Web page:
ByÂ Seth Odongo
It often amazes how a man can miss it. In such moments, we are reminded that man’s intelligence can be the only stupid thing about man.
Charles Onyango Obbo, whom I like referring to as ‘learned journalist’, the other day wasted a whole column in Daily Nation creating an absurd Â historical parallel between the murderous extremist Islamic militia Al Shabaab and the Teso rebels in North-Eastern Uganda in the 1980s.
The crux of Obbo’s argument is this: The Teso rebels were persuaded by an affable military general calledÂ Geoffrey Muhesi to put down their arms. In the same fashion, Kenya can have a ‘Muhesi moment’ with the Al Shabaab where a member in the security apparatus magically persuades the Shabaabs to surrender in ‘lorries packed at specific locations’ to be taken to kenyan jails and handled like ‘common prisoners’.
Obbo arrived at this conclusion by making several ‘deadly’ assumptions. Let’s look at some of these:
One, that a Muhesi exists in the current Kenyan military and police structure. The last time I saw a Muhesi-like character in the Kenyan security system was at the peak of the 2007 post-poll violence. A police officer, acting Senior Superintendent of Police Joseph Musyoka Nthenge wrestled down with rioting demonstrators using his persuasion skills. He succeeded four times, with one moment captured on national TV.
The United Nations in 2008 honoured him. Little is known of his current station. The mere fact that he is not the Inspector General of the Police nor any of his two deputies tells you something about the kind of ‘honour’ the police force accorded him. To cut the story short, the Kenyan police service inhibits the development of Muhesi-like officers. Here, the more ‘thorax’ you show, the less you use your brain, the better for the officer.
Two, Obbo failed to recognize our penchant to ‘own’ criminals. The culture of retreating to our ethnic cocoons when the country faces a national catastrophe makes it difficult to effectively confront security challenges. Kenya’s security organs cannot conduct an operation without injuring ethnic sensitivities, sensibilities and, at worse, political arithmetic.
The history of this dates back to decades ago. In the memorable past, the country still remembers the bungling of the 2007 post-poll violence police swaps when politics of ‘our people are targeted’ took centre-stage. The whole operation had to be suspended and as the Director of Public Prosecutions recently revealed, chances of revisiting the atrocities of that era are very slim.
With this historical context, an operation to weed out Al-shabaab from the midst of ‘peaceful somalis’ was never going to remain a purely security issue before politics took over. We’ve seen, as we expected, top somali politicians standing by ‘their people’. Like happens, these politicians also happen to be very high up in the government but are gifted with a scientific mastery of how and when to abandon the ‘government’ for their ‘people’.
In fact, one can argue that the biggest beneficiaries of this ownership of community criminals are the top two in government – President Uhuru Kenyatta and Deputy President William Ruto. The Jubilee Alliance, at best, was borne out of the desire to protect ethnic criminals from facing justice from a murderous event in our past. One can argue.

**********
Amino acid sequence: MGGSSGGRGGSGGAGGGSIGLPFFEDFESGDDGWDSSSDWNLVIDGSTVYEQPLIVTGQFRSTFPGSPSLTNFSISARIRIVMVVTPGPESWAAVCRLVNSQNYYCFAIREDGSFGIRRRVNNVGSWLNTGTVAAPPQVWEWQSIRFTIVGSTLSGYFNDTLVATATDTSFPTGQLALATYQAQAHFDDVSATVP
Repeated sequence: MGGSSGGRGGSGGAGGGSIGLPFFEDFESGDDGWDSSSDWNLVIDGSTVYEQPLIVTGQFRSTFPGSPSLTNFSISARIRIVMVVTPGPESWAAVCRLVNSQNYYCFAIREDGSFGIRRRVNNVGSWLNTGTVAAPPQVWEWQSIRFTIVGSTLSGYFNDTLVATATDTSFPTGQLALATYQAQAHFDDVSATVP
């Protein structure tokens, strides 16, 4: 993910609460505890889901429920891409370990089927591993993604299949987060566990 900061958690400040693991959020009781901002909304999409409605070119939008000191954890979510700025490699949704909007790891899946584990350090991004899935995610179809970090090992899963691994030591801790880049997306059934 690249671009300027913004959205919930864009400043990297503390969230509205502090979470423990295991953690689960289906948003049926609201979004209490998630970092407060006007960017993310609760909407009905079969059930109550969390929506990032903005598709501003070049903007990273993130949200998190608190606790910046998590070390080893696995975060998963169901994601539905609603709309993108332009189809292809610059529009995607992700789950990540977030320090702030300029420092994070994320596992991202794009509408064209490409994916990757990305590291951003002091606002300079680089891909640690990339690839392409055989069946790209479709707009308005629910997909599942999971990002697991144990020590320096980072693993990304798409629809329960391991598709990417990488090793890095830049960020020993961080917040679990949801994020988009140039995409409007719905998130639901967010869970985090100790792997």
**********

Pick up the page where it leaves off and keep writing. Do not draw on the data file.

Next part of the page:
Third, Onyango presumed that Al Shabaab, like the Teso rebels, are fighting the government. No, the Al shabaab are fighting a cause. They are fighting an ism. While part of the Teso persuasion strategy included warning the rebels that they would die if they didn’t surrender; and being lovers of life they wanted to cheat death, the Al shabaab welcome death as the final victory – an invitation to martyrdom.
Then there is the matter of justice in Kenyan courts, or Kenyan prisons. If the spectre of those images (of ‘suspected’ somalis under squalid conditions) Â seen at Kasarani is anything to go by, how badly will ‘justice’ be to confessed terrorists? In the Teso scenario, the rebels were made to believe that they would be treated like any other prisoner. In fact, the first rebels to heed to the call were treated that way. This played in the minds of those still at large. In Kenya, terrorists at large saw one Makaburi shot dead metres away from a court of law. How does such events play in their minds? Does any mention of ‘courts’, ‘justice’ and ‘law’ ring a bell to the terrorists at large?
Last, but not least, is what I call the ‘fundamental problem’ of the Kenyan society – silent hypocrisy.
I often give the ‘quail egg phenomenon’ to capture this sad situation. That we Kenyans elevated the quail egg above the hen egg continue to baffle me. I have often wondered, if all things added up on the quail egg, did its ‘size’ add up? We Kenyans believe in the spur of the moment. We want to solve a problem without giving it a context which will make us solve it. Sometimes, the context is utterly flawed that the solution becomes another problem.
A great majority of us are silently hypocritical. We only realize it when we become loud about it. Aden Duale said nothing not long ago when John Michuki was murdering innocent kikuyu youths in the name of fighting Mungiki. That’s because the Mungiki wasn’t a ‘somali problem’ even if it was a human rights problem. We are yet to satisfactorily bring to a close the 2007 post-poll violence. We are lying to ourselves we’ve moved on. Wait till it happens again.
What happened to TJRC? Gosh, for how long should we wait for the several necessary apologies that the head of our republic was required, as a step to ‘justice and reconcilliation’, to make?
So yes, one can argue, learned journalist Onyango Obbo erred.
Dikembe Disembe blogs on politics, ethnicity and higher education issues in Kenya. Read the article by Obbo here.